Category Archives: self portrait

Who Are You Really, Old Man?

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A wizened old man in a wizard’s robe walked up to a twelve-year-old boy.

“Okay, ask your question, and make it good.”

“What?” said the boy.  “Who are you, old man?”

“Never mind who I am.  I can answer the ultimate question.  I have lived a long life.  I am very wise.”

“Being old makes you wise.”

“It logically follows, yes.  But surely you have a question for me.  I know the meaning of life.  I can teach you great magic, deep knowledge, and truth.  So what will you ask?”

“But the only wisdom that is real,” said the boy, “is knowing that people like you and I really know nothing in the face of the vast, complex universe.  I’m twelve.  I don’t know anything.  So I am also truly wise.”

“I can’t argue that.  It is circular reasoning.  A circle is a closed loop.  But the snake who eats his own tail in the circle of life is a short-lived fool.”

“I guess you are right.  That probably does make you wise to know that.”

“But you haven’t yet asked your question.  The good one.  What is it that you most need to know to make a success of your life?”

“But I have asked it.  You just haven’t answered.”

“You did?  But what did you ask?”

“Who are you really, old man?”

“Ah, that one again.  Well, at heart, I am the same boy that I was when I was twelve.  I have learned my whole life long, so I am considered a teacher.  I have spent every coin I have ever earned while experiencing my life, so I am a poor man.  But no man on earth can ever be richer than me.  I have peace of mind.  And that is everything of value that there is.  If I am to say who I really am, then I must admit, I am you.”

“I thought so.  In the end, that’s who we all are.”

 

 

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Filed under humor, irony, magic, Paffooney, satire, self portrait, wisdom, wizards

Finding My Voice

As Big MacIntosh welcomes more little ponies into my insanely large doll collection, I have been reading my published novel Snow Babies.  The novel is written in third person viewpoint with a single focus character for each scene.  But because the story is about a whole community surviving a blizzard with multiple story lines criss-crossing and converging only to diverge and dance away from each other again, the focus character varies from scene to scene.

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Big MacIntosh finds himself to be the leader of a new group of My Little Ponies.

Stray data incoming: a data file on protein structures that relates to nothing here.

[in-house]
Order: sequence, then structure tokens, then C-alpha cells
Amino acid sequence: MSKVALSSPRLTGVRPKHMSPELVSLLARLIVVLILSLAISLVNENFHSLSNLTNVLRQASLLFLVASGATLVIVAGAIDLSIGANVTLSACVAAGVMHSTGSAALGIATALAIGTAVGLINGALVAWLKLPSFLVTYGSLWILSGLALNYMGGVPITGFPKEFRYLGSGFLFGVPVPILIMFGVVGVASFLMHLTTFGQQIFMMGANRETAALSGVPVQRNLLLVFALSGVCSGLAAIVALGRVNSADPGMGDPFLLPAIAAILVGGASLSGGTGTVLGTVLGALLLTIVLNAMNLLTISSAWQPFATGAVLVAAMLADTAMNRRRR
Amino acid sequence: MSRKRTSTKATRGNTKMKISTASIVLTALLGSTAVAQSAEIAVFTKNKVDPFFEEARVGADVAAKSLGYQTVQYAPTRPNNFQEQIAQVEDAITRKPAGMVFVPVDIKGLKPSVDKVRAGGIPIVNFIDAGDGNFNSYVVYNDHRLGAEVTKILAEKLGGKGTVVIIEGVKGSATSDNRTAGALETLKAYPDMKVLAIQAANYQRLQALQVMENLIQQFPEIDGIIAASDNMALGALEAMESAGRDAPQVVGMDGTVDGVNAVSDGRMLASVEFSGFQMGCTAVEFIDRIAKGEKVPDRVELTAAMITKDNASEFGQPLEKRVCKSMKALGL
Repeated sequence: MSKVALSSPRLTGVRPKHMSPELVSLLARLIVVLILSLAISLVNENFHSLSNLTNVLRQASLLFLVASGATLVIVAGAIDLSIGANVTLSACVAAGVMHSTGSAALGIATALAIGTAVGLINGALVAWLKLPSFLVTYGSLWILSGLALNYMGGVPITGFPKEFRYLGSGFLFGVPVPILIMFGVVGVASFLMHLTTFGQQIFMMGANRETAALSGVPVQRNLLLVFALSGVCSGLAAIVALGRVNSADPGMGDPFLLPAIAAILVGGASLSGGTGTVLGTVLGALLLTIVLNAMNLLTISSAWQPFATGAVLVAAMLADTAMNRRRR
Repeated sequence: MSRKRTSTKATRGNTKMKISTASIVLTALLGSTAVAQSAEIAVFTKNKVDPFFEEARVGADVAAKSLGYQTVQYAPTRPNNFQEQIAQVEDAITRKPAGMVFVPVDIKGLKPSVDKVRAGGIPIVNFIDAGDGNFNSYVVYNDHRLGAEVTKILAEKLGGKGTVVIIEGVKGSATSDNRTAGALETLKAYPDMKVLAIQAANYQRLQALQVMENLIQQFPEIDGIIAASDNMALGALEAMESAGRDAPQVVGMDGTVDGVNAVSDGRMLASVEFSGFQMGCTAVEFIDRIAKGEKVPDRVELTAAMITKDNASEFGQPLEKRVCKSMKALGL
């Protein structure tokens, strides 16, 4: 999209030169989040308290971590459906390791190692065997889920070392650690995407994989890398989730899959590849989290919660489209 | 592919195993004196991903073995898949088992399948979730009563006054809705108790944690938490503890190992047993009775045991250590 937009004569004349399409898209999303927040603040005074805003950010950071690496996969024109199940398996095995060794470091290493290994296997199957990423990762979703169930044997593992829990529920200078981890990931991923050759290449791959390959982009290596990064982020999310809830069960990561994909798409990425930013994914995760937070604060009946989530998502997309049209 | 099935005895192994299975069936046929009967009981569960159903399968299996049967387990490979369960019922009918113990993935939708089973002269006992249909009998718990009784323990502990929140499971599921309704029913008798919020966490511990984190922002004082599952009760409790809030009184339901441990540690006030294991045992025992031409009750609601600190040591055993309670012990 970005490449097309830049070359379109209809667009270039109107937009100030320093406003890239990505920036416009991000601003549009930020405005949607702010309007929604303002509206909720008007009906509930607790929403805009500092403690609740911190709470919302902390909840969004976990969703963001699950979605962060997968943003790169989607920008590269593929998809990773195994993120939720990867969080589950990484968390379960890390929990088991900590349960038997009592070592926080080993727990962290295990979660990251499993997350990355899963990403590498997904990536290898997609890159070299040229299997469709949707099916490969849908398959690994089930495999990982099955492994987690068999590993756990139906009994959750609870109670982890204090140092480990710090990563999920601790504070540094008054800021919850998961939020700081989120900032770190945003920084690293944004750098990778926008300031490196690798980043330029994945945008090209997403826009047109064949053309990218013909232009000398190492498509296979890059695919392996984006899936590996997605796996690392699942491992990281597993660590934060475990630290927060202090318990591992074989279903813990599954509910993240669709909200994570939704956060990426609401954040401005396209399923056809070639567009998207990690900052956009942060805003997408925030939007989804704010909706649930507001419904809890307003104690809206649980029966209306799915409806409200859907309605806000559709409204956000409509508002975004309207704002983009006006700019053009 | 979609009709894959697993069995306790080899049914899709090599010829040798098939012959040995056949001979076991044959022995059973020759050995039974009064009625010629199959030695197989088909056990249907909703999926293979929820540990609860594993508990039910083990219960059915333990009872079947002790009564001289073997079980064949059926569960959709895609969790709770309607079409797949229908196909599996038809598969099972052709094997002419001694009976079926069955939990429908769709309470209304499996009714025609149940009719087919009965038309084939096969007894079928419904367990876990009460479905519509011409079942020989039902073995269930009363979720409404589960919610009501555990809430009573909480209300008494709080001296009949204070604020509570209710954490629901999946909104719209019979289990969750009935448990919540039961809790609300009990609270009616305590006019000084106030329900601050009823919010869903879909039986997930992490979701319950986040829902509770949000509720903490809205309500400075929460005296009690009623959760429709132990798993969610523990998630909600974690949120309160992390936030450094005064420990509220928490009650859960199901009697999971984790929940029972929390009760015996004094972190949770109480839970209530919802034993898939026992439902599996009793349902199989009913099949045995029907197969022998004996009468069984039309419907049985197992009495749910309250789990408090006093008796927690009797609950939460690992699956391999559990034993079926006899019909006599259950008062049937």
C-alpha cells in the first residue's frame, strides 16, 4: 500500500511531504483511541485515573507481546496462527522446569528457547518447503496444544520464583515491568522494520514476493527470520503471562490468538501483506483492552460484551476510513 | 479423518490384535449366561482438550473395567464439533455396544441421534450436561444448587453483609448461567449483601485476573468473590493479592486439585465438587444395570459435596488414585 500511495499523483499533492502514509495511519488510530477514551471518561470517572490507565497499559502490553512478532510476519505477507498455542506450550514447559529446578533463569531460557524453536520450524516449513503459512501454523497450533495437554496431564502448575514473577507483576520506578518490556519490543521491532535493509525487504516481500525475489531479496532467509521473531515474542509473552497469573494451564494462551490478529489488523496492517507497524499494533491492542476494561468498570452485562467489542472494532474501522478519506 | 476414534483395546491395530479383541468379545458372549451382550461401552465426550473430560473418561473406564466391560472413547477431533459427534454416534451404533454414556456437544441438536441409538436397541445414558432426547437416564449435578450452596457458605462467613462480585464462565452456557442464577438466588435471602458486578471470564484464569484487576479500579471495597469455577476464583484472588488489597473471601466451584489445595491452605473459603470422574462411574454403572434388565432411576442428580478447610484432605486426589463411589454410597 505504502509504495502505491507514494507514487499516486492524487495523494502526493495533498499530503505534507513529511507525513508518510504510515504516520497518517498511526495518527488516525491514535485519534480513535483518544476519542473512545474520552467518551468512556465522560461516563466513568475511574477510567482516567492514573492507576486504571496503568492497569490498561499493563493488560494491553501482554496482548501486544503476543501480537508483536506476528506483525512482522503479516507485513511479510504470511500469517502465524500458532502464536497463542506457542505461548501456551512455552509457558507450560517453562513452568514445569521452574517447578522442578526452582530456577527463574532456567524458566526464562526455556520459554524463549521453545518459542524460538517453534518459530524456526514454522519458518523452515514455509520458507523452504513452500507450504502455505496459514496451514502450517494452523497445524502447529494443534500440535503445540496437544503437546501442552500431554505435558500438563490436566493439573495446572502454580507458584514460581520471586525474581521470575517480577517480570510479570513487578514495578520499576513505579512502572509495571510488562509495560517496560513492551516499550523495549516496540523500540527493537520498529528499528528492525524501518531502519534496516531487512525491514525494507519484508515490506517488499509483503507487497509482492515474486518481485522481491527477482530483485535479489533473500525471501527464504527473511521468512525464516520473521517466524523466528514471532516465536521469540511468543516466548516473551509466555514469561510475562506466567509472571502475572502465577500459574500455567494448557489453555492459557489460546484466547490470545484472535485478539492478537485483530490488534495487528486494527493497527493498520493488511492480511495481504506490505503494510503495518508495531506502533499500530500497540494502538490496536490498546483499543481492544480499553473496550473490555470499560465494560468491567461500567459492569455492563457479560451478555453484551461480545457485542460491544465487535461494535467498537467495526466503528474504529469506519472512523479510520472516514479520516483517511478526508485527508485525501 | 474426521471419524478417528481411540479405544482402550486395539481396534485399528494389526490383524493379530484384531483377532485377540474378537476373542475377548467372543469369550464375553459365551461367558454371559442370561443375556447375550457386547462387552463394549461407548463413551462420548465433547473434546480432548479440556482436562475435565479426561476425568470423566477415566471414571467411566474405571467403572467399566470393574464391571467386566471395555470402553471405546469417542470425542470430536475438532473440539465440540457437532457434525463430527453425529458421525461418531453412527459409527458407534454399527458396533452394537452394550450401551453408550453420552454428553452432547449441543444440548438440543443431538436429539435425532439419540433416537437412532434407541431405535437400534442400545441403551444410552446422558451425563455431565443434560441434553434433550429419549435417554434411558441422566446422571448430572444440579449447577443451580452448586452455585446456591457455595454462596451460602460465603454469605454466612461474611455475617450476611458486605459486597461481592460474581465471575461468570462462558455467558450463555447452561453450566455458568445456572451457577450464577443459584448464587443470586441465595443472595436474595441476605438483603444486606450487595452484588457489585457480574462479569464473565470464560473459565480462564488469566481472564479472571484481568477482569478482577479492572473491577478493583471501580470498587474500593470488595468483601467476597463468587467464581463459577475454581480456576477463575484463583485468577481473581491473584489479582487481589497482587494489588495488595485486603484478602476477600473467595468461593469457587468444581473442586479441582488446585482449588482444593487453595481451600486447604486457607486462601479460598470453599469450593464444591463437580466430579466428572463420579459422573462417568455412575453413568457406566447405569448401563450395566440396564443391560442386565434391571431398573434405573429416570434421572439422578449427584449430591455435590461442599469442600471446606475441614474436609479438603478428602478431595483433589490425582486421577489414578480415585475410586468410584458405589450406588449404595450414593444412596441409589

In Canto Two, Valerie Clarke, the central main character of the story, is the focus character.  Any and all thoughts suggested by the narrative occur only in Valerie’s pretty little head.  Canto Three is focused through the mind of Trailways bus driver Ed Grosland.  Canto Four focuses on Sheriff’s Deputy Cliff Baily.  And so, on it goes through a multitude of different heads, some heroic, some wise, some idiotic, and some mildly insane.  Because it is a comedy about orphans freezing to death, some of the focus characters are even thinking at the reader through frozen brains.

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The ponies decide to visit Minnie Mouse’s recycled Barbie Dreamhouse where Olaf the Snowman is the acting butler.

That kind of fractured character focus threatens to turn me schizophrenic.  I enjoy thinking like varied characters and changing it up, but the more I write, the more the characters become like me, and the more I become them.  How exactly do you manage a humorous narrative voice when you are constantly becoming someone else and morphing the way you talk to fit different people?  Especially when some of your characters are stupid people with limited vocabularies and limited understanding?

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The ponies are invited to live upstairs with the evil rabbit, Pokemon, and Minions.

I did an entire novel, Superchicken, in third person viewpoint with one focus character, Edward-Andrew Campbell, the Superchicken himself.  That is considerably less schizophrenic than the other book.  But it is still telling a story in my voice with my penchant for big words, metaphors, and exaggerations.

The novel I am working on in rough draft manuscript form right now, The Baby Werewolf, is done entirely in first person point of view.  That is even more of an exercise of losing yourself inside the head of a character who is not you.  One of the first person narrators is a girl, and one is a werewolf.  So, I have really had to stretch my writing ability to make myself into someone else multiple times.

I assure you, I am working hard to find a proper voice with which to share my personal wit and wisdom with the world.  But if the men in white coats come to lock me away in a loony bin somewhere, it won’t be because I am playing a lot with My Little Ponies.

 

 

 

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Filed under commentary, goofiness, humor, insight, NOVEL WRITING, photo paffoonies, self portrait, strange and wonderful ideas about life, writing, writing humor

Robins, Blue Jays, and Blackbirds